JohnL
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Old 19-03-2008, 00:23   #9
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A lot of BRs designs had the option for both CC and aft cockpits as well as sloop or ketch. A review I read of the offshore series a few years ago said "the most remarkable thing about the offshore series is that there is nothing unremarkable about them" "This makes them ideal cruising boats as none of their proportions are exaggerated". This may make them a bit slower compared to very modern designs , but it also means that they may be a bit gentler in a slop.Click image for larger version

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Old 01-04-2008, 08:39   #10
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Not All Steel

Not all Bruce Roberts designed boats are steel, the construction material is left to the builder in most cases. I personaly have an Offshore 44 built from glass and have seen plenty of others built from the same material. I have also heard of them built using timber as well as aluminium. Whilst my offshore 44 isn't as fast as present day cruisers it does behave well in rough conditions and boy does it have some room below decks (well compared to my previous boat, a 34' centre cockpit).
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Old 01-04-2008, 12:10   #11
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Resposeidon,

If you are considering a steel Roberts design, you may wish to check on the Metal Boat Society website - as I recall, there were one or two of his designs where the skeg was inadequately supported by framing and the result was catastrophic failure offshore leading to at least one reported sinking.

Brad
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Old 01-04-2008, 13:12   #12
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Bruce Roberts made some great designs but I doubt he actually built any of them himself. There is the design on the one hand and the construction on the other. Not all of them were built that well and many of them were home built so you can't really know how well the design was executed.
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Old 01-04-2008, 15:14   #13
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Bruce Roberts designs are middle of the road cruisers often with centre or aft cockpit versions.they are sound designs, the unknown of course is the ability of the builder. Though I have seen many that were built to a higher standard than I would have expected to get from a commercial operation.
In most cases they have acceptable sailing abilities and are capable of reasonable daily runs. They are more motor sailers than true sail boats but that is what you need for cruising.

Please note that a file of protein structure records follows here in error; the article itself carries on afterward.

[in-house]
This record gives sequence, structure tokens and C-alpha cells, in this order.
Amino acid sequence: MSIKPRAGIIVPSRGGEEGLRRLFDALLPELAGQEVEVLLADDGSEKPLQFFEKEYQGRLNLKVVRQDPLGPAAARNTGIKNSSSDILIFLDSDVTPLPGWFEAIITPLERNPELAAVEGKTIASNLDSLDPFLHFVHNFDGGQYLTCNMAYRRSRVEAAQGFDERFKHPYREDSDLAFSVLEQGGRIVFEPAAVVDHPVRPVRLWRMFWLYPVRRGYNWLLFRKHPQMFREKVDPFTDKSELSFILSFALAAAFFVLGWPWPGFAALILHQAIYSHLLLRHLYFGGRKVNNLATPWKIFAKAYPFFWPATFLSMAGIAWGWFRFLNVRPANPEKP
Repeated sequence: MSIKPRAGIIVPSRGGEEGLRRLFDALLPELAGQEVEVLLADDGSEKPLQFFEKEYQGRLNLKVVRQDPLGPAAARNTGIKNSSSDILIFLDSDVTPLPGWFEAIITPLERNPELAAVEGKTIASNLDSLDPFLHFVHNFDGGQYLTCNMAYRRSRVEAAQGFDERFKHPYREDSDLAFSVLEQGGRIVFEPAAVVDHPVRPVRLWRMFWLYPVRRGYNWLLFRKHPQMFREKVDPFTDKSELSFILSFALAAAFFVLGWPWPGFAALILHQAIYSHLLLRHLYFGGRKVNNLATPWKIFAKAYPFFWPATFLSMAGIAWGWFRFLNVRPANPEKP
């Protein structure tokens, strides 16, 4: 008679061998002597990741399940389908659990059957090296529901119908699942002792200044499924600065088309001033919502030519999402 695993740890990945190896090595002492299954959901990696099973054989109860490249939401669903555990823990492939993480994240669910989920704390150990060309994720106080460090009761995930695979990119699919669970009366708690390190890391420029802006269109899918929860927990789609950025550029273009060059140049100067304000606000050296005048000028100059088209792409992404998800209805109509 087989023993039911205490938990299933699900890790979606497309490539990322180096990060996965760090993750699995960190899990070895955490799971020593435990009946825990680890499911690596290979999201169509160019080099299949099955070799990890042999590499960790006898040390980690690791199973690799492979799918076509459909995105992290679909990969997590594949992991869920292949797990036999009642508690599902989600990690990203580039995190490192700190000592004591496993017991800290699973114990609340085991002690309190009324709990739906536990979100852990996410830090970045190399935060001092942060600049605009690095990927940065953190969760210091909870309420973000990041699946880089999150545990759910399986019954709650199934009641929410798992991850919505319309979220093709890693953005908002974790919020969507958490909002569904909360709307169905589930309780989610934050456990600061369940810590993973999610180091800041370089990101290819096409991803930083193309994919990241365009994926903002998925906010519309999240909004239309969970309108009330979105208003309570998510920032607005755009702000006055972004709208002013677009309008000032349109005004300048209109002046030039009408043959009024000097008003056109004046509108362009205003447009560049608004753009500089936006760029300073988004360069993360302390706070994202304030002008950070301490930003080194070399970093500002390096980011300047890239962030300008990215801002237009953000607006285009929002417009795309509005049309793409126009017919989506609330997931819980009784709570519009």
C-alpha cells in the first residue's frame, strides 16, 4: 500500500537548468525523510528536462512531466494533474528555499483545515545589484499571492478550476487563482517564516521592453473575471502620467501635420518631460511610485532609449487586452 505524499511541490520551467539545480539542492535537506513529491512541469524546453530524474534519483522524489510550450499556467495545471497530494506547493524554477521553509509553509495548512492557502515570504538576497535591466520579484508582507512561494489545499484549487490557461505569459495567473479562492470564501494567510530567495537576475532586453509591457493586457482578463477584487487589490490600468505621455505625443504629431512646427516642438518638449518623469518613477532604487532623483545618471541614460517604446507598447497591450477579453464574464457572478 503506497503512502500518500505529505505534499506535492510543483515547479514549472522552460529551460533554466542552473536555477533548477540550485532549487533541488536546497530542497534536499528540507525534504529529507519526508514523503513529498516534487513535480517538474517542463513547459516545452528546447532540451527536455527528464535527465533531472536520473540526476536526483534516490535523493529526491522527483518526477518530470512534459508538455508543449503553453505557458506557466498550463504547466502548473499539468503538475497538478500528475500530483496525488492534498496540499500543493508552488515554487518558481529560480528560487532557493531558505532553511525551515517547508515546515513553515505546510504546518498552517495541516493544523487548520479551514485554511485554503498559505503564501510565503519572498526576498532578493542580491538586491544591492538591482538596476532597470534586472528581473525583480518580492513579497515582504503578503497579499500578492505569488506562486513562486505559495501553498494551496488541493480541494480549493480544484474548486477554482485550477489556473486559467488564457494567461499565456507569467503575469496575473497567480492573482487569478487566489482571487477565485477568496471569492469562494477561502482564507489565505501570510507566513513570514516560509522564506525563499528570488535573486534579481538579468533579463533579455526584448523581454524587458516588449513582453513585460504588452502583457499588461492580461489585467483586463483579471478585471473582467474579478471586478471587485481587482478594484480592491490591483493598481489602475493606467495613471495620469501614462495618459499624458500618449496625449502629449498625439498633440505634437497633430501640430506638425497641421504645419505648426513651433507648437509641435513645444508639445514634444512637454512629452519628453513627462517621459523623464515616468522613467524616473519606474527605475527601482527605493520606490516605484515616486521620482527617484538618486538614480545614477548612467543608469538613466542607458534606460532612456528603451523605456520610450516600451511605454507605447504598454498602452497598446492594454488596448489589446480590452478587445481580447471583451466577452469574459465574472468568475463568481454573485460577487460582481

You will find that the 43 through 45 foot designs, Norfolk, Mauritius, Offshore 44,Roberts 45 and Classic 45 all have the same hull lines, the differences being in the transom, keel and bow configuration, and of course the rig variations, this is probably the same for other models with similar overall dimensions. I have built 2 roberts hulls that were based an amalgamation of the Mauritius and the OS 44 in steel.
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Old 01-04-2008, 21:52   #14
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Quote:
Originally Posted by Boracay View Post
Boracay is a steel Roberts 44 Offshore. I brought her as an almost bare hull with new mast and rigging, secondhand sails and an almost kaput engine.

Some initial thoughts:-
I am almost 2000 hours into the project, it has cost more and taken longer than I anticipated.
A new engine is very nice.
Some owners lavish care and money on their pride and joy and others sail them hard, put them away wet and leave them neglected on a mooring for years.
The price of a amateur built boat in really good condition can be a fraction of what it costs to get a poor boat into that condition.
Steel is a good strong material but rust is an ongoing concern.
Steel must have internal drainage (limber holes etc.) so that water never pools inside the boat.
There is a lot of truth here and very wise advise. I have had 2 steel projects and realized too late that I should have saved my money for something closer to turn-key. Like you say...steel is strong but oh my gosh the maintenance if you let it get away on you. Unfortunately a little paint can hide problems on a used boat for a season.
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Old 02-04-2008, 06:07   #15
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We have friends with a Bruce Roberts design steel sailboat. IIRC this was one of the first hulls welded together by Kanter (Kanter Yachts Flash Launcher) almost 30 yrs ago. Fresh water boat lightly used but has made some extended cruises. From what I can tell it's a well built boat, incredibly strong but as mentioned seems to require almost constant attention.

The interior is massive with a grand aft (owners) cabin.